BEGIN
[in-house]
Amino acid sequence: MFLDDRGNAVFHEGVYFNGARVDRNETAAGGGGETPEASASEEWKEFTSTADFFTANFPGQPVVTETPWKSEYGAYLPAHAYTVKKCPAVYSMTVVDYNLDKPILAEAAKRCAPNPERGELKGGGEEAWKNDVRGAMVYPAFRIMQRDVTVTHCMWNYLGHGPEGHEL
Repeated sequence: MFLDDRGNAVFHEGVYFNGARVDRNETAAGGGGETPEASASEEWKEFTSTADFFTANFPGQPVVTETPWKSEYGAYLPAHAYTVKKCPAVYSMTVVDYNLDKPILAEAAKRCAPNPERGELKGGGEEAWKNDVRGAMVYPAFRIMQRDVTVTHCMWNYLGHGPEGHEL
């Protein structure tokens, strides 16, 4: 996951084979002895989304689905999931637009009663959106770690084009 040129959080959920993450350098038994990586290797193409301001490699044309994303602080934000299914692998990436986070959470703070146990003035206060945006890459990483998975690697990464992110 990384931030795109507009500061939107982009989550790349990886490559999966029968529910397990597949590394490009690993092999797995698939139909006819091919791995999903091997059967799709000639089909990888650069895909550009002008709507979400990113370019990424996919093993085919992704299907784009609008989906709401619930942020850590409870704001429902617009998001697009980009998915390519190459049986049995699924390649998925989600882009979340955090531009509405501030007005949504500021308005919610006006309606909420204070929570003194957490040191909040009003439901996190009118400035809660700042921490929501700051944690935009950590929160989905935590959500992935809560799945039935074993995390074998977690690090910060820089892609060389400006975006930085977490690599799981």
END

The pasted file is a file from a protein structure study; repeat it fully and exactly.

[in-house]
Amino acid sequence: MFLDDRGNAVFHEGVYFNGARVDRNETAAGGGGETPEASASEEWKEFTSTADFFTANFPGQPVVTETPWKSEYGAYLPAHAYTVKKCPAVYSMTVVDYNLDKPILAEAAKRCAPNPERGELKGGGEEAWKNDVRGAMVYPAFRIMQRDVTVTHCMWNYLGHGPEGHEL
Repeated sequence: MFLDDRGNAVFHEGVYFNGARVDRNETAAGGGGETPEASASEEWKEFTSTADFFTANFPGQPVVTETPWKSEYGAYLPAHAYTVKKCPAVYSMTVVDYNLDKPILAEAAKRCAPNPERGELKGGGEEAWKNDVRGAMVYPAFRIMQRDVTVTHCMWNYLGHGPEGHEL
């Protein structure tokens, strides 16, 4: 996951084979002895989304689905999931637009009663959106770690084009 040129959080959920993450350098038994990586290797193409301001490699044309994303602080934000299914692998990436986070959470703070146990003035206060945006890459990483998975690697990464992110 990384931030795109507009500061939107982009989550790349990886490559999966029968529910397990597949590394490009690993092999797995698939139909006819091919791995999903091997059967799709000639089909990888650069895909550009002008709507979400990113370019990424996919093993085919992704299907784009609008989906709401619930942020850590409870704001429902617009998001697009980009998915390519190459049986049995699924390649998925989600882009979340955090531009509405501030007005949504500021308005919610006006309606909420204070929570003194957490040191909040009003439901996190009118400035809660700042921490929501700051944690935009950590929160989905935590959500992935809560799945039935074993995390074998977690690090910060820089892609060389400006975006930085977490690599799981």